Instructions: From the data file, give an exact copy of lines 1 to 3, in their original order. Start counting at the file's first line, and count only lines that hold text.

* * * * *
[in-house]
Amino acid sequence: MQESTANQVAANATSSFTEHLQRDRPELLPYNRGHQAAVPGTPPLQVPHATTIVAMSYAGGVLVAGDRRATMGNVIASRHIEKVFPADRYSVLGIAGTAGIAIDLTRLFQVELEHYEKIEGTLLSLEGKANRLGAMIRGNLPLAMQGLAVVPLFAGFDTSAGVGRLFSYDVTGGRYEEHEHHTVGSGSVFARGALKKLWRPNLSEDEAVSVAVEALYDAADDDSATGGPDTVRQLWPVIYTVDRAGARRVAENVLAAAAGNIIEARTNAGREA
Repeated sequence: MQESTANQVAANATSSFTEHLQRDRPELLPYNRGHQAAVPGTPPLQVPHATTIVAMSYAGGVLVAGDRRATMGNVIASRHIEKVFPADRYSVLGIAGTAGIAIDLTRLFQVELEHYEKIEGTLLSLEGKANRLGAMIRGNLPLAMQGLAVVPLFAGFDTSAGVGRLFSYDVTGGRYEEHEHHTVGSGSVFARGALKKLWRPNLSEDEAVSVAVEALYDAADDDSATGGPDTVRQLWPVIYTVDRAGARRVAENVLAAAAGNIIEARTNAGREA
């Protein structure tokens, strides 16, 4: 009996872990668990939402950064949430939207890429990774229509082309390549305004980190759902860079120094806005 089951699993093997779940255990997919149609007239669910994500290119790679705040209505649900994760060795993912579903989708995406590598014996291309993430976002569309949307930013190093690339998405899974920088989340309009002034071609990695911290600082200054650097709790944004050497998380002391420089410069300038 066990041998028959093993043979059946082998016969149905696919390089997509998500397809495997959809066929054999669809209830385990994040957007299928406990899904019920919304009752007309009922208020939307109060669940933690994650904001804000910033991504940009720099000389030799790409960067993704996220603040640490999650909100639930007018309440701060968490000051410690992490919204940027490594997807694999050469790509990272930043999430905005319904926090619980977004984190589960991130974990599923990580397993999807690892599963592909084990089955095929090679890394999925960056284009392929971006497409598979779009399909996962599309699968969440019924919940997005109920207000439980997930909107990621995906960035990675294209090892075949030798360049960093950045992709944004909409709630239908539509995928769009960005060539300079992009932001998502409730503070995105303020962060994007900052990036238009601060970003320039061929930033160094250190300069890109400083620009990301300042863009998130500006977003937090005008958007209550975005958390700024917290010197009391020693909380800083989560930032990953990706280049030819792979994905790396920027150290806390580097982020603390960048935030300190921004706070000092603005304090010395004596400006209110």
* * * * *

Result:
[in-house]
Amino acid sequence: MQESTANQVAANATSSFTEHLQRDRPELLPYNRGHQAAVPGTPPLQVPHATTIVAMSYAGGVLVAGDRRATMGNVIASRHIEKVFPADRYSVLGIAGTAGIAIDLTRLFQVELEHYEKIEGTLLSLEGKANRLGAMIRGNLPLAMQGLAVVPLFAGFDTSAGVGRLFSYDVTGGRYEEHEHHTVGSGSVFARGALKKLWRPNLSEDEAVSVAVEALYDAADDDSATGGPDTVRQLWPVIYTVDRAGARRVAENVLAAAAGNIIEARTNAGREA
Repeated sequence: MQESTANQVAANATSSFTEHLQRDRPELLPYNRGHQAAVPGTPPLQVPHATTIVAMSYAGGVLVAGDRRATMGNVIASRHIEKVFPADRYSVLGIAGTAGIAIDLTRLFQVELEHYEKIEGTLLSLEGKANRLGAMIRGNLPLAMQGLAVVPLFAGFDTSAGVGRLFSYDVTGGRYEEHEHHTVGSGSVFARGALKKLWRPNLSEDEAVSVAVEALYDAADDDSATGGPDTVRQLWPVIYTVDRAGARRVAENVLAAAAGNIIEARTNAGREA